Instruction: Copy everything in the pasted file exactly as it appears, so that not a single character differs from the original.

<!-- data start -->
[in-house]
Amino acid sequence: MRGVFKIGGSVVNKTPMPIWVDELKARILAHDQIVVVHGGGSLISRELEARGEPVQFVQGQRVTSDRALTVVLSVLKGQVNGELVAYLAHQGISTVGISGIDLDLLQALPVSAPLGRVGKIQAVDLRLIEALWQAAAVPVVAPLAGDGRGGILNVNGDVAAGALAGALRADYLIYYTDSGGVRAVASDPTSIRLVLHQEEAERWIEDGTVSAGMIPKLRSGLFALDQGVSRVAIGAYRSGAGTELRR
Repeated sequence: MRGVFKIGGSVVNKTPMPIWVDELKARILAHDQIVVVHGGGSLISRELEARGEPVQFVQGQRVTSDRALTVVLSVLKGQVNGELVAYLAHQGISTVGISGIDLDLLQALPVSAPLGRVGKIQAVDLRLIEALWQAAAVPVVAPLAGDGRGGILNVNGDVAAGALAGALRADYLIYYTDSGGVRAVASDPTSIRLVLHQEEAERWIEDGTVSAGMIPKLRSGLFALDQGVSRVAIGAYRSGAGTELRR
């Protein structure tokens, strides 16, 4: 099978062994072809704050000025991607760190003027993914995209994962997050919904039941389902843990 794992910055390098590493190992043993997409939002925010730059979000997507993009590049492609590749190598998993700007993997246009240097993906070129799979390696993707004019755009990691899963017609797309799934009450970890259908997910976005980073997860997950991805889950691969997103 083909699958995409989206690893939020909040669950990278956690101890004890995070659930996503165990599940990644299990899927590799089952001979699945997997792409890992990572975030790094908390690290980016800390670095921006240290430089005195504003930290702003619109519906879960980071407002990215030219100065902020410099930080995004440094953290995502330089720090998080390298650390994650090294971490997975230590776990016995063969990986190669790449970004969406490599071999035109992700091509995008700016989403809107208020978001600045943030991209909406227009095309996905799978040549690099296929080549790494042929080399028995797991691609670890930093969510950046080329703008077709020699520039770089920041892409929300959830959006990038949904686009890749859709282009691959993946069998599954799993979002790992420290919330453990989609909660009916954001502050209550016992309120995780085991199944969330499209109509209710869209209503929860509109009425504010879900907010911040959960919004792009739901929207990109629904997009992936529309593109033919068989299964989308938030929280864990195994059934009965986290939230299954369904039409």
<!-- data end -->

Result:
[in-house]
Amino acid sequence: MRGVFKIGGSVVNKTPMPIWVDELKARILAHDQIVVVHGGGSLISRELEARGEPVQFVQGQRVTSDRALTVVLSVLKGQVNGELVAYLAHQGISTVGISGIDLDLLQALPVSAPLGRVGKIQAVDLRLIEALWQAAAVPVVAPLAGDGRGGILNVNGDVAAGALAGALRADYLIYYTDSGGVRAVASDPTSIRLVLHQEEAERWIEDGTVSAGMIPKLRSGLFALDQGVSRVAIGAYRSGAGTELRR
Repeated sequence: MRGVFKIGGSVVNKTPMPIWVDELKARILAHDQIVVVHGGGSLISRELEARGEPVQFVQGQRVTSDRALTVVLSVLKGQVNGELVAYLAHQGISTVGISGIDLDLLQALPVSAPLGRVGKIQAVDLRLIEALWQAAAVPVVAPLAGDGRGGILNVNGDVAAGALAGALRADYLIYYTDSGGVRAVASDPTSIRLVLHQEEAERWIEDGTVSAGMIPKLRSGLFALDQGVSRVAIGAYRSGAGTELRR
């Protein structure tokens, strides 16, 4: 099978062994072809704050000025991607760190003027993914995209994962997050919904039941389902843990 794992910055390098590493190992043993997409939002925010730059979000997507993009590049492609590749190598998993700007993997246009240097993906070129799979390696993707004019755009990691899963017609797309799934009450970890259908997910976005980073997860997950991805889950691969997103 083909699958995409989206690893939020909040669950990278956690101890004890995070659930996503165990599940990644299990899927590799089952001979699945997997792409890992990572975030790094908390690290980016800390670095921006240290430089005195504003930290702003619109519906879960980071407002990215030219100065902020410099930080995004440094953290995502330089720090998080390298650390994650090294971490997975230590776990016995063969990986190669790449970004969406490599071999035109992700091509995008700016989403809107208020978001600045943030991209909406227009095309996905799978040549690099296929080549790494042929080399028995797991691609670890930093969510950046080329703008077709020699520039770089920041892409929300959830959006990038949904686009890749859709282009691959993946069998599954799993979002790992420290919330453990989609909660009916954001502050209550016992309120995780085991199944969330499209109509209710869209209503929860509109009425504010879900907010911040959960919004792009739901929207990109629904997009992936529309593109033919068989299964989308938030929280864990195994059934009965986290939230299954369904039409």